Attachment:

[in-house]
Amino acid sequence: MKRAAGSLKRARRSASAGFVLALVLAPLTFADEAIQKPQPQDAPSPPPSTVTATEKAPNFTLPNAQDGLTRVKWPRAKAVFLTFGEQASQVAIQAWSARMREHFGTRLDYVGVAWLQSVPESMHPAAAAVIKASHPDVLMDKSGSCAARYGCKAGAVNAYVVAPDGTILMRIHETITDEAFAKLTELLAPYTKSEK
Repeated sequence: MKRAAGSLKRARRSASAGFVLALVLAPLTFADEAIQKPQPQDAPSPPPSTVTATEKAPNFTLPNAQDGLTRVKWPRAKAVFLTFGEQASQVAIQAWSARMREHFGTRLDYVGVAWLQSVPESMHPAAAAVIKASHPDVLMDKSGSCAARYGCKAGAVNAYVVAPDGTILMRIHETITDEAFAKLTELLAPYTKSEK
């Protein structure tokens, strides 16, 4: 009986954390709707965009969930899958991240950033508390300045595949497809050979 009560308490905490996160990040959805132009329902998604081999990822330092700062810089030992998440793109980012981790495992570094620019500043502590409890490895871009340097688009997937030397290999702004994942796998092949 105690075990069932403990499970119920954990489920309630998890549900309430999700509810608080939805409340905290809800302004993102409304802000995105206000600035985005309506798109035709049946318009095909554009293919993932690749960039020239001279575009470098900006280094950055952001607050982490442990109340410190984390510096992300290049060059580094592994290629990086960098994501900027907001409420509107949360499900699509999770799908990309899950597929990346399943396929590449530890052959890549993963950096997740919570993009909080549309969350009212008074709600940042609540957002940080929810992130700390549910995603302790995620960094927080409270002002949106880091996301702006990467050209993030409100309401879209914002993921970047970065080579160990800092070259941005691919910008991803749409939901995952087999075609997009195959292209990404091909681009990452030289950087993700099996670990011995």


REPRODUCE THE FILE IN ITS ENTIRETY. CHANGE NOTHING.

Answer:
[in-house]
Amino acid sequence: MKRAAGSLKRARRSASAGFVLALVLAPLTFADEAIQKPQPQDAPSPPPSTVTATEKAPNFTLPNAQDGLTRVKWPRAKAVFLTFGEQASQVAIQAWSARMREHFGTRLDYVGVAWLQSVPESMHPAAAAVIKASHPDVLMDKSGSCAARYGCKAGAVNAYVVAPDGTILMRIHETITDEAFAKLTELLAPYTKSEK
Repeated sequence: MKRAAGSLKRARRSASAGFVLALVLAPLTFADEAIQKPQPQDAPSPPPSTVTATEKAPNFTLPNAQDGLTRVKWPRAKAVFLTFGEQASQVAIQAWSARMREHFGTRLDYVGVAWLQSVPESMHPAAAAVIKASHPDVLMDKSGSCAARYGCKAGAVNAYVVAPDGTILMRIHETITDEAFAKLTELLAPYTKSEK
């Protein structure tokens, strides 16, 4: 009986954390709707965009969930899958991240950033508390300045595949497809050979 009560308490905490996160990040959805132009329902998604081999990822330092700062810089030992998440793109980012981790495992570094620019500043502590409890490895871009340097688009997937030397290999702004994942796998092949 105690075990069932403990499970119920954990489920309630998890549900309430999700509810608080939805409340905290809800302004993102409304802000995105206000600035985005309506798109035709049946318009095909554009293919993932690749960039020239001279575009470098900006280094950055952001607050982490442990109340410190984390510096992300290049060059580094592994290629990086960098994501900027907001409420509107949360499900699509999770799908990309899950597929990346399943396929590449530890052959890549993963950096997740919570993009909080549309969350009212008074709600940042609540957002940080929810992130700390549910995603302790995620960094927080409270002002949106880091996301702006990467050209993030409100309401879209914002993921970047970065080579160990800092070259941005691919910008991803749409939901995952087999075609997009195959292209990404091909681009990452030289950087993700099996670990011995």